The first time I interviewed the renowned French photojournalist Catherine Leroy for Stars and Stripes in 1997 she said, “When I photographed war, it went from dying soldiers to dead civilians. In the wars of one little world against another, one sees the senseless violence. It should be about being alive.”
Leroy’s stirring images, many of which appeared in Life and Look magazines, are alive in Mary Cronk Farrell’s new biography, Close-up on War: The Story of Pioneering Photojournalist Catherine Leroy in Vietnam (Amulet Books/Abrams, 320 pp. $22.99, hardcover; $9.99, Kindle).
In this biography for young adults Farrell tells the story of how Leroy had little to no photographic experience—little more than snapping photos of her cats in her Paris apartment—when she arrived in Saigon in 1966 with a one-way ticket, $100, and a Leica camera. Her dream was to capture images like the ones she saw back home in Paris Match magazine.
Her first stop was the Associated Press. “When Catherine walked into the AP office, the men all stopped work and turned to look at her,” Farrell writes. “She pulled herself up to her full height, not quite five feet, took a breath, and asked for Horst Faas.”
Faas, the famed AP war photojournalist, later said that Leroy was “a timid, skinny, very fragile-looking young girl who certainly didn’t look like a press photographer as we were used to arriving for assignment in Vietnam. She looked very young, had a nice pigtail on the back of her head. She came in, introduced herself as a photographer from Paris, and I looked her over like everybody else had in the office, and said, ‘My god, here comes another one.’”
Faas asked the young Frenchwoman if she had experience. Leroy lied and said she did. He then reached into his bottom drawer, she remembered later, and plonked three rolls of black-and-white film in front of her. “If you can get anything I can use,” he said, “I’ll pay you fifteen dollars a picture.”
Catherine Leroy had definitely infiltrated a man’s world in Saigon, and many male journalists resented her presence. Not the soldiers and Marines she photographed, however.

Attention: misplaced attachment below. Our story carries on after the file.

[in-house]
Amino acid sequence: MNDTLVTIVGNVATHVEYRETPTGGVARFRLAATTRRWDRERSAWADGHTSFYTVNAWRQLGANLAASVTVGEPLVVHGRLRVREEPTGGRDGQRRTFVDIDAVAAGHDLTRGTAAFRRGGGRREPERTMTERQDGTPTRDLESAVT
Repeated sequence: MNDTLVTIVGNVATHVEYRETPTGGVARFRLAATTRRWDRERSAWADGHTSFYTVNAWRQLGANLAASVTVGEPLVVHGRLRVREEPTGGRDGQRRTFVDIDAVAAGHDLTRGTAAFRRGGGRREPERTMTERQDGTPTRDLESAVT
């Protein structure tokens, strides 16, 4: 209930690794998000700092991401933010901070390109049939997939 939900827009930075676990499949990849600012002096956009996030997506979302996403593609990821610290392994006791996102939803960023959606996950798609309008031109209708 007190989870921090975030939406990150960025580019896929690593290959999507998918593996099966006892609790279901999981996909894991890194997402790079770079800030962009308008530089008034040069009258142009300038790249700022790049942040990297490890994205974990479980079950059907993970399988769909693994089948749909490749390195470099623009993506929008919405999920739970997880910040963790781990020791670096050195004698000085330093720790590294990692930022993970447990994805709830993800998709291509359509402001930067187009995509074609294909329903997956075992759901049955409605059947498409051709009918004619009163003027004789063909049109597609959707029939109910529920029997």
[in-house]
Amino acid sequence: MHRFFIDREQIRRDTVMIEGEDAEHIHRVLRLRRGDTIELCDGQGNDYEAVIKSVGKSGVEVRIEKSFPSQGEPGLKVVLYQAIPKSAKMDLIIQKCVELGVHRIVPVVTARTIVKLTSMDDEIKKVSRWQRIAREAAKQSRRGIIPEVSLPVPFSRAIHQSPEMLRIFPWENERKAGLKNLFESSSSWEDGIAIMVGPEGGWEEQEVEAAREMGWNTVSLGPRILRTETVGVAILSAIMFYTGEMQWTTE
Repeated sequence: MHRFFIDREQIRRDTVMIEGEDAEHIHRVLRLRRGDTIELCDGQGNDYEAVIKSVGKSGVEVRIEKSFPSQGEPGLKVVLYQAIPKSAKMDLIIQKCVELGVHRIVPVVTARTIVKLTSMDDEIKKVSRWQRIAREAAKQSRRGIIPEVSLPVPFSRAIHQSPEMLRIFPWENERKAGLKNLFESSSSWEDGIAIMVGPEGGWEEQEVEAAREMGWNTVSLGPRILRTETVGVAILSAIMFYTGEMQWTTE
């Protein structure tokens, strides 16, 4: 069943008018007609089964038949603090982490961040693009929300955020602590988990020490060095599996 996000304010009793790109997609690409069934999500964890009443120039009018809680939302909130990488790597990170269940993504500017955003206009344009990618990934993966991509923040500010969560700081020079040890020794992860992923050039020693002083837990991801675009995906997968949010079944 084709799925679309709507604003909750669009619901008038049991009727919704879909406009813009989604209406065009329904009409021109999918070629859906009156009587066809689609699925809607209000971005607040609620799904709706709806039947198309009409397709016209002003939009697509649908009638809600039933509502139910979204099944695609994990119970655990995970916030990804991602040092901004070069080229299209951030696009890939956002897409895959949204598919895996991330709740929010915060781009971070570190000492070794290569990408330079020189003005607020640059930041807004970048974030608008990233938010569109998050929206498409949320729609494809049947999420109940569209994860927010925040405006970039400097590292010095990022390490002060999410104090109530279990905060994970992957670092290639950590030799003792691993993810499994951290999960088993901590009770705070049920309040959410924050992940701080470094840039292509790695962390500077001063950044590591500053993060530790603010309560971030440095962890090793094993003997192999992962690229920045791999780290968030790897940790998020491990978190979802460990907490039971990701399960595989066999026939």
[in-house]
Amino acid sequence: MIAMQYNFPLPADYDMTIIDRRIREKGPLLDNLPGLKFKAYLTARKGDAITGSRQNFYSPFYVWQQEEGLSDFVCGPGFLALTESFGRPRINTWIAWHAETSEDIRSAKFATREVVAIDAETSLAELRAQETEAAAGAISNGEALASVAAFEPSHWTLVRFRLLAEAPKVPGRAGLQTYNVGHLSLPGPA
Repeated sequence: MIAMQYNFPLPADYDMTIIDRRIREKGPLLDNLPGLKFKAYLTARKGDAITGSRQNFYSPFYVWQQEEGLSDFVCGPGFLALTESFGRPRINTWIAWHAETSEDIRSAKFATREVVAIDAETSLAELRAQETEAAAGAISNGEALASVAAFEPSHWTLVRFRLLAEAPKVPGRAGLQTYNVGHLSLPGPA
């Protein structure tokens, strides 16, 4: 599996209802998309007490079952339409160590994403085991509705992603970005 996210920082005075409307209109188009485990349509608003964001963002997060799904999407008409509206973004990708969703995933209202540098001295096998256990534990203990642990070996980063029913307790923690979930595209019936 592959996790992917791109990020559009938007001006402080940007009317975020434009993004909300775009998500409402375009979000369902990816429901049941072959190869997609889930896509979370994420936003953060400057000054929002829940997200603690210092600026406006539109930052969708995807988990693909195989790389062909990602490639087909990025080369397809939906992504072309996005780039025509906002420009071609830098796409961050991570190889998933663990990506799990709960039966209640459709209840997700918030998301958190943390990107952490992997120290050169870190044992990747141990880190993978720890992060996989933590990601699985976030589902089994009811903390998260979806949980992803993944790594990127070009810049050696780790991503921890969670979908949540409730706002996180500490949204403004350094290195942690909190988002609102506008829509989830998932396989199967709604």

“When I got to Vietnam, I spoke three words of English. I slept in the same shitholes as the GIs,” Leroy told me in 1997. And, as Farrell recounts, she also managed to talk her way into parachuting into combat during Operation Junction City, in early 1967 with the 173rd Airborne Brigade.
One of the highlights of Farrell’s book is the fact that it also tells the story of the Vietnam War through Cathy Leroy’s story. An additional endearing highlight of the book is the fact that it is graced with English translations of many letters Leroy wrote home to her mother.
One example, from before the jump with the 173rd and before she was briefly captured in Hue by North Vietnamese Army troops when she was covering the 1968 Tet Offensive:
“Chère Maman, Talking about Saigon now. A very pleasant town that you would like. People are insouciant and smiling. Many Americans in civil dress. All this doesn’t give the impression of being in a country at war. You can write to me at the Continental [hotel], I go there every day to pick up my post. Love, Cath’.”
Of course, Vietnam was a country deep at war—a war that Catherine Leroy (who died in 2006) brilliantly captured. Those images and her story are also captured superbly in Close-up on War.
The author’s website is marycronkfarrell.net
–Marc Phillip Yablonka
The reviewer is a military journalist whose latest book is Vietnam Bao Chi: Warriors of Word and Film: